"HAL is not only much larger, it is also more strategic, being the only aircraft manufacturer in the defence sector and the largest in Asia," the CPI(M) said.

    'Reverse move to divest public stake in HAL' - Indian Express
     
  17. Singh

    Singh Phat Cat Administrator

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    Today is the 100th Anniversary of HAL.
     
  18. ace009

    ace009 Freakin' Fighter fan Elite Member

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    Firstle, whatever the CPI(M) says, is BS and the government should do exactly the opposite. The communists in India are still caught in a time warp, where government-owned is good and private is bad, no matter what the numbers/ stats show. GoI should not only divest the 10% of HAL that they planned, they should divest another 50% of HAL (to 60% private) - so that the government has a strong say, but cannot actively "manage" the company. For security purposes, they can limit the private ownership by a single entity to 25% or so and limit FDI to 20% or so.

    Secondly, the CPI(M) is factually wrong in more ways than one. HAL is not the largest aircraft manufacturer in Asia - the two Chinese companies are larger. Also, HALs orders are still mostly coming from MoD/ GoI, which means the so-called "fund-raising" is nothing but public money being utilized by HAL. If part of it is used for "modernization", then that much is lost from manufacturing of the actual products and thereby diminishes the quality of the delivered aircraft. THAT is a larger national security risk than who owns a part of it. Finally, BEL and BEML are doing better than before, so no reason HAL should do worse.

    IMHO, HAL should have 26-30% GoI ownership and rest should be sold to multiple private companies, a private ownership cap (for now).
     
  19. ace009

    ace009 Freakin' Fighter fan Elite Member

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    How do you think Boeing and LM (or other private companies) do it? Firstly, make the salaries competitive in the industry so that engineers are motivated to join HAL. Second, give the employees stock options (can only do it if it is privatised), which is further motivation. Finally, make the workplace nice enough that employees would NOT like to leave just to be in Bombay.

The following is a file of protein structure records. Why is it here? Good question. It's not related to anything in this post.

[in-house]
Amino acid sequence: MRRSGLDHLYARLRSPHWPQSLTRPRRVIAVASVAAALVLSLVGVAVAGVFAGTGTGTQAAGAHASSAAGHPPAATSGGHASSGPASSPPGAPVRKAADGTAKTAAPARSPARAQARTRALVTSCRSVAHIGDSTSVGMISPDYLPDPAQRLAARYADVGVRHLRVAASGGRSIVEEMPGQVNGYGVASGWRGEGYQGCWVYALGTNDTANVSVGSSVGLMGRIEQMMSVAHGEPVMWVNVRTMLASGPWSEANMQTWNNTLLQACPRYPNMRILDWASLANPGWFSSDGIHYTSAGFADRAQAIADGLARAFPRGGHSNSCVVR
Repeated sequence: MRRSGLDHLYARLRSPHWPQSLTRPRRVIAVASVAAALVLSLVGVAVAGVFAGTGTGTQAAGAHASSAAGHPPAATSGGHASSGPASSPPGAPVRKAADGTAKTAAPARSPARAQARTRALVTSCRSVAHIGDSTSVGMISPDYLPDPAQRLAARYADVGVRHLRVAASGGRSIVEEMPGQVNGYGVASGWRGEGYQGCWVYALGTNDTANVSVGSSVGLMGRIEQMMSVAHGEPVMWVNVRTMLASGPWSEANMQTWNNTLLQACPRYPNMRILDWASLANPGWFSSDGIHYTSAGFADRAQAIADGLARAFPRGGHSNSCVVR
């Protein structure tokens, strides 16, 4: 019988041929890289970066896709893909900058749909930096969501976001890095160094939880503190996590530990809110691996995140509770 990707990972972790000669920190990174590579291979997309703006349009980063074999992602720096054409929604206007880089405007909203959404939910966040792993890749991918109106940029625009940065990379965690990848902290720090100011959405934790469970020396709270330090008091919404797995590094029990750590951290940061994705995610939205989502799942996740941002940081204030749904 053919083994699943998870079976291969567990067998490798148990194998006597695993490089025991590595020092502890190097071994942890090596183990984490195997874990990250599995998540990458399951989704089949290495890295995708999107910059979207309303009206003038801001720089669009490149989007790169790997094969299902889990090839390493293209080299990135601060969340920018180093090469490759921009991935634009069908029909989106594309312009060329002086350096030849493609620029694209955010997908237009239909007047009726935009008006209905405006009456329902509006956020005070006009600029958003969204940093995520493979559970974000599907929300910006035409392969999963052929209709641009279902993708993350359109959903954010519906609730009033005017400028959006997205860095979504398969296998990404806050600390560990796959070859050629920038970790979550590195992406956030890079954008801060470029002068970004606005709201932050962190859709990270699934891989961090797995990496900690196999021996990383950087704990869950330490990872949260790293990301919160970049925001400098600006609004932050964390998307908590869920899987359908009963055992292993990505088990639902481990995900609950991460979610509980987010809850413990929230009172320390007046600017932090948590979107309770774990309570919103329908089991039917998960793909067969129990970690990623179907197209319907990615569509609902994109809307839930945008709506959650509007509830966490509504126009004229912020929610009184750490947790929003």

Finally, make it a part of the contract that an employee leaving HAL cannot work for a direct competitor for next 3 years or so, which would be a stick in the carrot and stick policy. That would cripple the chances of an experienced engineer from turnover. Again, tonnes of good engineers live in Jamshedpur, which is no Bombay, Bangalore or Delhi - right? How does Tata manage that? It's a human resource management practicality - that GoI currently has NO idea about.
    As for making PCB, if you build it, you will use it. I think the usage of a system is a LOT dependant upon availability in countries like India. In my time doing research there, if we had something in-house, it would be running near capacity, while if we did not have it (but needed it), we would always try to work around it. Our work will be slower and of somewhat lower quality, but better than NOT being able to do it, because the nearest available one was 500 miles away!
    So, again, GoI can solve all these problems if they are committed.
     
  20. agentperry

    agentperry Senior Member Senior Member

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    HAL should be trifurcated into maintenance and repair company to cater the need of all the forces requirement for fleet upkeep, production and manufacturing wing for ToT planes and indigenous planes and helicopters and finally R&D facility for indigenous equipment design and imported system integration effort.
    the design or blueprint of any craft being developed or bought in will be shared by all the companies and respective efforts should start to produce it in production company and indigenization in case of foreign equipment by the R&D company. the repair firm will come into field after induction, moreover it can suggest important points and factor regarding repair and upkeep of equipment which are being developed or are being considered for ToT.

    this thing will bring more efficiency in all the companies and if either of firm fails to deliver then specific restructuring can be done instead of blaming whole of the hal at once as in present scenario
    another advantage will be that specific company can be divested for eg only repair firm can be divested as there is no harm of divesting a firm of such kind moreover it will bring more expertise into it in form of private managers and foreign collaboration.

    here wastage of funds can also be bought under control as money for R&D will go directly to R&D firm, money for repair will go to repair firm.
     
  21. ace009

    ace009 Freakin' Fighter fan Elite Member

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    Business Line : Markets / Stock Markets : 11 banks in fray to handle Hindustan Aeronautics public issue